Atlas Shrugged, part II, chapter II
Let me make one thing clear, to begin with: I don’t think Ayn Rand was an unintelligent person. She was fiercely dogmatic in her opinions, quick to anger, possessed an enormous ego, and rarely if ever forgave. She also had more than a few intellectual blind spots, which I’ve been pointing out throughout this series. But I believe she put real thought into her moral system, flawed as it is, and had a genuine desire to be taken seriously as a philosopher.
I say all this as a prelude to today’s post, in which Rand manages to write one of the most fantastically stupid sentences I’ve ever seen committed to paper. It comes right at the end of Francisco’s wedding-speech filibuster. And here it is:
“When you have made evil the means of survival, do not expect men to remain good. Do not expect them to stay moral and lose their lives for the purpose of becoming the fodder of the immoral. Do not expect them to produce, when production is punished and looting rewarded. Do not ask, ‘Who is destroying the world?’ You are.
…Throughout men’s history, money was always seized by looters of one brand or another, whose names changed, but whose method remained the same: to seize wealth by force and to keep the producers bound, demeaned, defamed, deprived of honor. That phrase about the evil of money, which you mouth with such righteous recklessness, comes from a time when wealth was produced by the labor of slaves – slaves who repeated the motions once discovered by somebody’s mind and left unimproved for centuries. So long as production was ruled by force, and wealth was obtained by conquest, there was little to conquer. Yet through all the centuries of stagnation and starvation, men exalted the looters, as aristocrats of the sword, as aristocrats of birth, as aristocrats of the bureau, and despised the producers, as slaves, as traders, as shopkeepers – as industrialists.
To the glory of mankind, there was, for the first and only time in history, a country of money – and I have no higher, more reverent tribute to pay to America, for this means: a country of reason, justice, freedom, production, achievement. For the first time, man’s mind and money were set free, and there were no fortunes-by-conquest, but only fortunes-by-work, and instead of swordsmen and slaves, there appeared the real maker of wealth, the greatest worker, the highest type of human being – the self-made man – the American industrialist.”
No fortunes by conquest in America? No slave labor in America? Really?
I have to ask: Did Ayn Rand ever read the Constitution of the country whose praises she sings? Because if she had, she might have noticed that Article 1, Section 2 says this:
Representatives and direct Taxes shall be apportioned among the several States which may be included within this Union, according to their respective Numbers, which shall be determined by adding to the whole Number of free Persons, including those bound to Service for a Term of Years, and excluding Indians not taxed, three fifths of all other Persons.
That phrase “all other Persons” is a vague catch-all, thrown like a sheet over an ugly reality: America was founded as a nation of slavery. It’s true that the industrialists and inventors came along later – although I suspect the claim that America was the first time and place they ever existed is debatable at best – but they weren’t there from the beginning. Before the cotton gin, before the electric light bulb, before the Wright brothers, before the Model T, there were the plantations and the enslaved people who labored on them: millions of people who could be sold and traded like cargo, who could be raped, brutalized or killed at a whim, who labored all their lives to make their owners rich and got nothing for it, and who were counted as less than fully human by their own government.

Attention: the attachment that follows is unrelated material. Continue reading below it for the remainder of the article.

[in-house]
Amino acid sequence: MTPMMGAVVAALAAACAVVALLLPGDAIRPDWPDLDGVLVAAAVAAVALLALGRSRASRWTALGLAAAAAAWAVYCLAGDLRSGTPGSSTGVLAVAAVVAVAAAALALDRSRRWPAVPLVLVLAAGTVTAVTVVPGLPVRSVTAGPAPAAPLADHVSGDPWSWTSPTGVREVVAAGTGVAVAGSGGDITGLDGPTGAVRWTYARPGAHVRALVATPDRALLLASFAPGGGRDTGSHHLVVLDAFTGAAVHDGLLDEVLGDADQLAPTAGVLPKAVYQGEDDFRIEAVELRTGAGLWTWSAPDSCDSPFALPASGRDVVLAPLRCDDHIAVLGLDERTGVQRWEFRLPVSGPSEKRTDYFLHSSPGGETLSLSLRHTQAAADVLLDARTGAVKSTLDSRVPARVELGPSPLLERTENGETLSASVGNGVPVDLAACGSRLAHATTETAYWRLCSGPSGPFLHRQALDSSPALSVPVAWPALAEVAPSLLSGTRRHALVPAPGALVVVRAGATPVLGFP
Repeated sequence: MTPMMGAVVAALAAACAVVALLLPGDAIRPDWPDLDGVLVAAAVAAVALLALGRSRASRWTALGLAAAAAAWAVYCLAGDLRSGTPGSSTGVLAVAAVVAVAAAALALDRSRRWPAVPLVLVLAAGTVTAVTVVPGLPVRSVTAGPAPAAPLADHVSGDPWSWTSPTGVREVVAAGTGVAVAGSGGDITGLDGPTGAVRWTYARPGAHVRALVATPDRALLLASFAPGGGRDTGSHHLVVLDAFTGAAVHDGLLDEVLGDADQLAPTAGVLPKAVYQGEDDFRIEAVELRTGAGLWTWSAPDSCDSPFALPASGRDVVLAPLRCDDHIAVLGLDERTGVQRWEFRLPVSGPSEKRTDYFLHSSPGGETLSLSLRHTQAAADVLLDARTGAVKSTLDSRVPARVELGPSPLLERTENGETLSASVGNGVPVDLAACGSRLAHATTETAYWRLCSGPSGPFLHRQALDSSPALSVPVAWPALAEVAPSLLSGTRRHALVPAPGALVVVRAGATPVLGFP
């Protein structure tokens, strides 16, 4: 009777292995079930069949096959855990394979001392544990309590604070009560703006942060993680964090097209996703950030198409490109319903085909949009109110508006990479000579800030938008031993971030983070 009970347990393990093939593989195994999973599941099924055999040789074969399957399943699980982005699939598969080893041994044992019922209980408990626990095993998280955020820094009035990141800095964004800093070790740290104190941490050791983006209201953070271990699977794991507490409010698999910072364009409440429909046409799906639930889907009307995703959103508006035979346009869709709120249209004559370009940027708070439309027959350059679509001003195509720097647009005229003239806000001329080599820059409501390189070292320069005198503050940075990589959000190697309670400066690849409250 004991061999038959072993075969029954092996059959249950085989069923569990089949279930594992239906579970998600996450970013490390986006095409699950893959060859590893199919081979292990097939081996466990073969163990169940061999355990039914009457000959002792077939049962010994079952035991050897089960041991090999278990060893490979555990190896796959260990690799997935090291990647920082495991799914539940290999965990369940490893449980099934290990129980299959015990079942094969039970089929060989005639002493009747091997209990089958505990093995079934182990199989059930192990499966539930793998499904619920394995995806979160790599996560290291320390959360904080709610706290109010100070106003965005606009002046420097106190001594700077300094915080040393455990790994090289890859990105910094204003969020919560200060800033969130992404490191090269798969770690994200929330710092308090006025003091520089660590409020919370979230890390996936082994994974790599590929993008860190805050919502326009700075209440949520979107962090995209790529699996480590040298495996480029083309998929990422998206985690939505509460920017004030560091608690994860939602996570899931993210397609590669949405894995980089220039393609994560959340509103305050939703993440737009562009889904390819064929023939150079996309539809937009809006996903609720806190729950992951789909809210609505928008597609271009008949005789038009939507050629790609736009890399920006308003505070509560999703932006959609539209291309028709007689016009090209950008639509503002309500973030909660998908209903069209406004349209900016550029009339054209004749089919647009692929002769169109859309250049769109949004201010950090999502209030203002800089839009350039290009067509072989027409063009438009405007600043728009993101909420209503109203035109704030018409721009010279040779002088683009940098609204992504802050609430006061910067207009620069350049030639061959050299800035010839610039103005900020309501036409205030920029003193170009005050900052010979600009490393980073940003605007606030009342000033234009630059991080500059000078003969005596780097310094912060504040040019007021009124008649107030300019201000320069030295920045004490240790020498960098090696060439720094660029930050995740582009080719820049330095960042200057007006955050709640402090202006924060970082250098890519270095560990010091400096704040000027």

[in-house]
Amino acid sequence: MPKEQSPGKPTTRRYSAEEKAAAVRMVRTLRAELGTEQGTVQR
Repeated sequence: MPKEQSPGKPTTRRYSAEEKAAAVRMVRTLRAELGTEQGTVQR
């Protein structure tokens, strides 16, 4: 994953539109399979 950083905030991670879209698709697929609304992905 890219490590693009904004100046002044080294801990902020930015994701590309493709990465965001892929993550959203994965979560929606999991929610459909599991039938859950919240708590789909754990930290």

Slavery wasn’t a minor peccadillo, an insignificant footnote to Francisco’s peroration. It was the major source of wealth in the country’s first few decades: in the first half of the 19th century, the total market value of human beings held in bondage was greater than all the country’s banks, factories and railroads combined. On the eve of the Civil War, slaves were about 16% of all the wealth in the country. In today’s dollars, that would be $10 trillion.
Slavery was America’s original sin, and it took a bloody, brutal war to abolish it; and even with that, its poisonous effects still linger on. If you want to argue, as Abraham Lincoln did, that America paid a high price to expiate that crime and that we now know better, so be it. But it’s an insult to our national memory to gloss it over, to pretend that it never existed. There were “fortunes by conquest” in America – the native people who were displaced from the land; the enslaved people who were set to work that land – and much of our early wealth, perhaps much of our modern wealth, can be traced back to that.
Of course, it would throw a wrench into Rand’s history-as-morality-play sermon to admit that America was a major source of the slavery she so despised. But that’s not an excuse; it’s just a further illustration of how the real world contains more than she dreamt of in her philosophy, and refuses to conform to the simplistic scheme of bright whites and dark blacks that she sets out for it.
Image: An anti-slavery woodcut, originally created by the Society for the Abolition of Slavery in England, adapted by the American Anti-Slavery Society for John Greenleaf Whittier’s 1837 poem “Our Countrymen in Chains“; image via Library of Congress
Other posts in this series: